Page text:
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The Graduate School of Education will use the grants to establish training and fellowship programs. Credit: Kylie Cooper

The Institute of Educational Science has awarded Penn’s Graduate School of Education two grants to fund education research and training programs.

IES, an arm of the Department of Education, offers several grants each year to improve educational outcomes through data-driven research. Penn’s two grants will be used to establish training and fellowship programs to introduce scholars to novel research tools through an interdisciplinary lens, according to Penn GSE News

One program, led by Professor Emeritus of Education and Social Policy Rebecca Maynard and assistant professor in GSE A. Brooks Bowden, will revitalize a previous program at Penn, the Predoctoral Training Program in Interdisciplinary Methods for Field-Based Research in Education. The $4.5 million program will recruit 30 fellows to research educational policy and practice, Penn GSE News reported. Fellows will be selected from the School of Arts & Sciences, School of Social Policy and Practice, Wharton, and the Annenberg School for Communication. 

Fellows will have the opportunity to partner with organizations like Penn's Netter Center and the School District of Philadelphia throughout the program to gain real-world experience with pressing issues in the field of education. The School District of Philadelphia is among the worst in the nation for educational performance and is operating remotely until Nov. 17, causing many students without internet access or a laptop to be left behind.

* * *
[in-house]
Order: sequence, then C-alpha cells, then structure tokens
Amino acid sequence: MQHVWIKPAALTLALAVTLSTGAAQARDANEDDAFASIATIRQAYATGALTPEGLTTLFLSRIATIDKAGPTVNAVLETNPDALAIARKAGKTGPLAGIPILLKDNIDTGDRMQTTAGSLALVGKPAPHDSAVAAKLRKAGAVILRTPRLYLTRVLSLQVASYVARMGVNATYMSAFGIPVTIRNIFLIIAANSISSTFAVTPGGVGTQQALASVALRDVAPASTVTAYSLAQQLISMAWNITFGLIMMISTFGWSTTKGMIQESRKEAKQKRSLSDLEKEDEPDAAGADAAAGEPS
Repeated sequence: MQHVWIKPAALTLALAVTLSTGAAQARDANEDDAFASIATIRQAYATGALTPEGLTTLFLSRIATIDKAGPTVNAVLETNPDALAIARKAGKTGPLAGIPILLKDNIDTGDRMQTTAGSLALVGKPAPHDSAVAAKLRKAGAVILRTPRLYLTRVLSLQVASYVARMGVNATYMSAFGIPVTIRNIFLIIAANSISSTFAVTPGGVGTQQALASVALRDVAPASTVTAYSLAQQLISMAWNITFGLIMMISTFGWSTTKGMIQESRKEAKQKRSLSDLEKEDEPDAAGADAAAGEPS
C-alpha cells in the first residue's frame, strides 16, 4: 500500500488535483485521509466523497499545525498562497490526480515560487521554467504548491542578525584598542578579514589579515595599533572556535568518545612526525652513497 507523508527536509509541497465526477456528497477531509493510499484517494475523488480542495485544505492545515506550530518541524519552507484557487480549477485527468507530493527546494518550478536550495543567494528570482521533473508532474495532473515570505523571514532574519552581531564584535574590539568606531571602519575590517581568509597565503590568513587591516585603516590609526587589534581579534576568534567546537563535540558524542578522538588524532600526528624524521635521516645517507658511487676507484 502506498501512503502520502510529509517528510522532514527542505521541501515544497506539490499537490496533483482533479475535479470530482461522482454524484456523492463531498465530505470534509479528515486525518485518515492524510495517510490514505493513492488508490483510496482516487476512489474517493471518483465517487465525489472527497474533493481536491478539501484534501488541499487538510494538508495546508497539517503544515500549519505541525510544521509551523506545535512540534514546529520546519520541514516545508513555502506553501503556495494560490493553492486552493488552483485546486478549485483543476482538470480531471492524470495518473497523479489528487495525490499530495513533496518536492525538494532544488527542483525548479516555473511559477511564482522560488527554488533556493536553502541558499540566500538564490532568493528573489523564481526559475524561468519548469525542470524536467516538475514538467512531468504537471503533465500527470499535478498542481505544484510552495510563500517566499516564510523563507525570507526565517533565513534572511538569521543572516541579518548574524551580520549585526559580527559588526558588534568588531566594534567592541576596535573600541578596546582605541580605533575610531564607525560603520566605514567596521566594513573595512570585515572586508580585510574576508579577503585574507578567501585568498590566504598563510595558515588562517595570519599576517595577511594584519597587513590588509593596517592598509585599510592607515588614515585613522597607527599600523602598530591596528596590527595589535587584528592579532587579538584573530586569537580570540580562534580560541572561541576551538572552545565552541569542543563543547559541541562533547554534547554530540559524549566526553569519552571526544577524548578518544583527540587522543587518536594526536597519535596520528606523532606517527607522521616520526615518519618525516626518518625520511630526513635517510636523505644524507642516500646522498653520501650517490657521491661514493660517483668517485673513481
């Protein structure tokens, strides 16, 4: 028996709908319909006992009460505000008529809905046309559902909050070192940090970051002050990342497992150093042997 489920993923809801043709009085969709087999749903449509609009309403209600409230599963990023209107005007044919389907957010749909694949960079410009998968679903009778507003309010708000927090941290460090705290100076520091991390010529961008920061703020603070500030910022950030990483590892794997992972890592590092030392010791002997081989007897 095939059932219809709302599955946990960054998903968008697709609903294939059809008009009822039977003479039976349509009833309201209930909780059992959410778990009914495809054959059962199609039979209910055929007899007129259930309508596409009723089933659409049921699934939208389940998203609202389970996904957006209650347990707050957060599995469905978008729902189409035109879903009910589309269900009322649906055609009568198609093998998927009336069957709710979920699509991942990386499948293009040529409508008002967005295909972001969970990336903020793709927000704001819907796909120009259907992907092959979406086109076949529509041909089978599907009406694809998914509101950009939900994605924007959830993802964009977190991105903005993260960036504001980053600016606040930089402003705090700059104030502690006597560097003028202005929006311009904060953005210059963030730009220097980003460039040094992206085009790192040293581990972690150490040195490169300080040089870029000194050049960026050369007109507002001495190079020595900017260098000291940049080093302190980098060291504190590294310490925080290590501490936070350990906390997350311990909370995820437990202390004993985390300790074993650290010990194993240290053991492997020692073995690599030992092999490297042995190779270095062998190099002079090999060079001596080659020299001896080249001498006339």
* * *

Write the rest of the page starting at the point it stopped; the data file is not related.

The second grant, led by Bowden and worth nearly $800,000, will establish a training program on the cost-effectiveness of education interventions for local and state analysts. Bowden told Penn GSE News that education research with a cost-efficiency focus can positively benefit schools by informing targeted policy solutions. 

“I am so proud that IES has chosen to bring these programs to Penn GSE,” GSE dean Pam Grossman told Penn GSE News. “[Maynard] and [Bowden] are creating programs that will give a new wave of scholars the tools to answer crucial questions about how we can improve education for every child.”

This year, IES has set new guidelines for funded research due to the impact of COVID-19. IES has increased flexibility for research projects to accommodate school closures and delayed timelines.

Penn GSE has been awarded multiple IES grants in the last 16 years, the latest to Bowden and GSE senior researcher Ryan Fink in 2016. IES awarded them a $3.3 million grant to conduct research on the effectiveness of Zoology One, an integrated science and literacy curriculum, in improving the academic performance of kindergarten students. 

Previous IES recipients praised the fellowship program for its interdisciplinary approach to education policy as well as its academic rigor.

“I would say [conducting IES-funded research] was one of the most important things I did as a grad student,” 2008 Wharton graduate and associate professor in education policy Michael Gottfried told Penn GSE News. “They are building up your toolset and giving you opportunities that I don’t think you would find on your own as a grad student.” 

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